However, one area were Sri Lanka’s banks perform substantially below their regional peers is in lending to small and medium-sized enterprises (SMEs).
Investing in SMEs is key to supporting financial inclusion and growth in the economy and, consequently, a driver of employment generation. With their high-quality loan portfolios but low profitability, banks in Sri Lanka should be able to gradually take more risk in the underserved SME segments without undermining financial stability.
Recognizing this, ADB has been investing in SME lending both from an operational perspective―working with Sri Lanka’s banking system to address some shortcomings―and from the development perspective to support productivity, enhanced growth, and poverty alleviation.
Our team spent significant time analyzing why SME lending is below par in Sri Lanka. The answer points toward credit lines aligning with properly built incentives. With low margins, banks did not want to incur in additional transaction costs such as monitoring and reporting the status of subloans.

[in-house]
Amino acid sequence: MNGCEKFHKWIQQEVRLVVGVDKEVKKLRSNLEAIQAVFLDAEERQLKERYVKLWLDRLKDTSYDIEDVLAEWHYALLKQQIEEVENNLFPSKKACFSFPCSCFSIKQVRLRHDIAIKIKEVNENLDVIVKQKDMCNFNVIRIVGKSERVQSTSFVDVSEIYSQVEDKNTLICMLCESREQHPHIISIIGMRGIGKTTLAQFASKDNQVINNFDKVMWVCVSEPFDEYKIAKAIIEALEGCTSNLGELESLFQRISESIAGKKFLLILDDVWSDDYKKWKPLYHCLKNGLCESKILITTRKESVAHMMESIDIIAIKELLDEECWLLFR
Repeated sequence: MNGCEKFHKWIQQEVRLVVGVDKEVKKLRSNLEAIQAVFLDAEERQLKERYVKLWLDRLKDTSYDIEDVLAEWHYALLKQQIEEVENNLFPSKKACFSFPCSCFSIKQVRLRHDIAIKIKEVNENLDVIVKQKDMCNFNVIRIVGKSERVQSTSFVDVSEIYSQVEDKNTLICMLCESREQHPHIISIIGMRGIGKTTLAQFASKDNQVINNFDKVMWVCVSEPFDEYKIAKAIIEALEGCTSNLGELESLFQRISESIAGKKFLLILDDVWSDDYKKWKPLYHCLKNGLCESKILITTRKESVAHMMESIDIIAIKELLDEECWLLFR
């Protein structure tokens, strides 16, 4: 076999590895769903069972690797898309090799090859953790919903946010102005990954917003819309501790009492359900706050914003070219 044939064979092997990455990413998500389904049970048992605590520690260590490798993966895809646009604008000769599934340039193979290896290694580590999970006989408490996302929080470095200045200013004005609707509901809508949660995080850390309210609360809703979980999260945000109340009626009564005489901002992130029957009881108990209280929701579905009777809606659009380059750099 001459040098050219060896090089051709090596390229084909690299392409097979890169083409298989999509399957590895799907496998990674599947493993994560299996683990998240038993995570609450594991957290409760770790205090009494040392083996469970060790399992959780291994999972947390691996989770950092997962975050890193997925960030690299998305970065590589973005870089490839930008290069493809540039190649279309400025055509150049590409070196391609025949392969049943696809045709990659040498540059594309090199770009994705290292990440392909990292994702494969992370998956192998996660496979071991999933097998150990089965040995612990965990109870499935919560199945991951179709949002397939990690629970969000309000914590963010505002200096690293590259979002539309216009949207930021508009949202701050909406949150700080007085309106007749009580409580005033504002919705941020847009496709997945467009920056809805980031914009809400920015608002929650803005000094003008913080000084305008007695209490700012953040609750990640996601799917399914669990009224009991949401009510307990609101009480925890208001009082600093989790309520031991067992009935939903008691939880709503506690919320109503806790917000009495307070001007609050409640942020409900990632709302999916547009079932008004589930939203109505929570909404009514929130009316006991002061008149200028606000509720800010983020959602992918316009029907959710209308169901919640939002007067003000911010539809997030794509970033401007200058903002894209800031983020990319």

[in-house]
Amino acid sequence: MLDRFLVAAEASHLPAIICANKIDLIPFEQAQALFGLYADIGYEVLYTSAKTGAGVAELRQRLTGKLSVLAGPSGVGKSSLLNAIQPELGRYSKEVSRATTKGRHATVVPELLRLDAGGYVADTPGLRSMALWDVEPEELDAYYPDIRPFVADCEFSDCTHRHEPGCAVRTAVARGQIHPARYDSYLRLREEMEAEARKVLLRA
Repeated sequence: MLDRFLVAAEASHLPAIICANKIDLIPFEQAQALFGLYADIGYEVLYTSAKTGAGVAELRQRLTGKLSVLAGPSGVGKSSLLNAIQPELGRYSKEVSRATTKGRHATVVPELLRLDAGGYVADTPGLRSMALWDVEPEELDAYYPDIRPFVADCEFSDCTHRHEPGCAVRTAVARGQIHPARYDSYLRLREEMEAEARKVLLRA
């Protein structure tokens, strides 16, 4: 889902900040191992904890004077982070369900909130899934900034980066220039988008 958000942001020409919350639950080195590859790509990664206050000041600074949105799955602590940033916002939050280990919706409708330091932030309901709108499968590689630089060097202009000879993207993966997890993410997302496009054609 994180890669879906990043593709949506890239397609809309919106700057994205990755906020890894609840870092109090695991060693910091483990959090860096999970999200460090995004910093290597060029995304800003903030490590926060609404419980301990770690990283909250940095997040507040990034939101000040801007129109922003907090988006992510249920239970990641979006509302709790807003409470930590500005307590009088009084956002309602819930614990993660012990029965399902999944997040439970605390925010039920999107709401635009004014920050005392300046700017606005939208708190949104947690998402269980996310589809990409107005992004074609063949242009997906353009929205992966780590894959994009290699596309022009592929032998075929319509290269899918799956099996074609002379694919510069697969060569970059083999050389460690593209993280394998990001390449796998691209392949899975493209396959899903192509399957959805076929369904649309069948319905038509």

Despite our team’s initial attempts at greater innovation―including leapfrogging to a credit auction mechanism to allocate credit to onlending to SMEs―we settled on a more modest but effective model of incentives or behavior-based SME lending.
It was critically important for the government financial schemes to be designed to include incentives and penalties―and at all times operating under a competitive credit allocation process―in order to change banks’ past behavior.
ADB allocated funds to banks semi-annually on a pro-rata basis based on each bank’s requested amount. For a bank to qualify for a next round of fund allocation, it had to meet various development and disbursement targets within 5 months from the allocation.